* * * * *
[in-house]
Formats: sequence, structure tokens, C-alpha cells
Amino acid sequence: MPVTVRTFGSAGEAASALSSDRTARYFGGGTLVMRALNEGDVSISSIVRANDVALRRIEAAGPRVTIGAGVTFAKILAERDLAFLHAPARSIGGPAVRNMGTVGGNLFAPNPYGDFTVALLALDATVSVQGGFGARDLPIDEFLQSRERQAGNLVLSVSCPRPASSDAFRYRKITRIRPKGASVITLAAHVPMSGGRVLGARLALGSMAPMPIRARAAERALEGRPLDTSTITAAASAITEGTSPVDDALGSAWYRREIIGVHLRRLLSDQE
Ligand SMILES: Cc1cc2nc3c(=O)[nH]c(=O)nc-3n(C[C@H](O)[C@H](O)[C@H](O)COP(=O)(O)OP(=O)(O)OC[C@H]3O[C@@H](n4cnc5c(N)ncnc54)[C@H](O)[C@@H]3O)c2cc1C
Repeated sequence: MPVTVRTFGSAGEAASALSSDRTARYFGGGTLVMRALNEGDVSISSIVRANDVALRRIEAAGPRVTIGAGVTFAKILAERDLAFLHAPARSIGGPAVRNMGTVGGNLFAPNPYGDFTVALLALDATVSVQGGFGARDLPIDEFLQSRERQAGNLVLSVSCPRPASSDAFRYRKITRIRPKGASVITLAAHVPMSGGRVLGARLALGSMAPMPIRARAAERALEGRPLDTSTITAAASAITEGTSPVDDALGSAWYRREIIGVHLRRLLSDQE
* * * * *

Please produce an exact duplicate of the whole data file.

[in-house]
Formats: sequence, structure tokens, C-alpha cells
Amino acid sequence: MPVTVRTFGSAGEAASALSSDRTARYFGGGTLVMRALNEGDVSISSIVRANDVALRRIEAAGPRVTIGAGVTFAKILAERDLAFLHAPARSIGGPAVRNMGTVGGNLFAPNPYGDFTVALLALDATVSVQGGFGARDLPIDEFLQSRERQAGNLVLSVSCPRPASSDAFRYRKITRIRPKGASVITLAAHVPMSGGRVLGARLALGSMAPMPIRARAAERALEGRPLDTSTITAAASAITEGTSPVDDALGSAWYRREIIGVHLRRLLSDQE
Ligand SMILES: Cc1cc2nc3c(=O)[nH]c(=O)nc-3n(C[C@H](O)[C@H](O)[C@H](O)COP(=O)(O)OP(=O)(O)OC[C@H]3O[C@@H](n4cnc5c(N)ncnc54)[C@H](O)[C@@H]3O)c2cc1C
Repeated sequence: MPVTVRTFGSAGEAASALSSDRTARYFGGGTLVMRALNEGDVSISSIVRANDVALRRIEAAGPRVTIGAGVTFAKILAERDLAFLHAPARSIGGPAVRNMGTVGGNLFAPNPYGDFTVALLALDATVSVQGGFGARDLPIDEFLQSRERQAGNLVLSVSCPRPASSDAFRYRKITRIRPKGASVITLAAHVPMSGGRVLGARLALGSMAPMPIRARAAERALEGRPLDTSTITAAASAITEGTSPVDDALGSAWYRREIIGVHLRRLLSDQE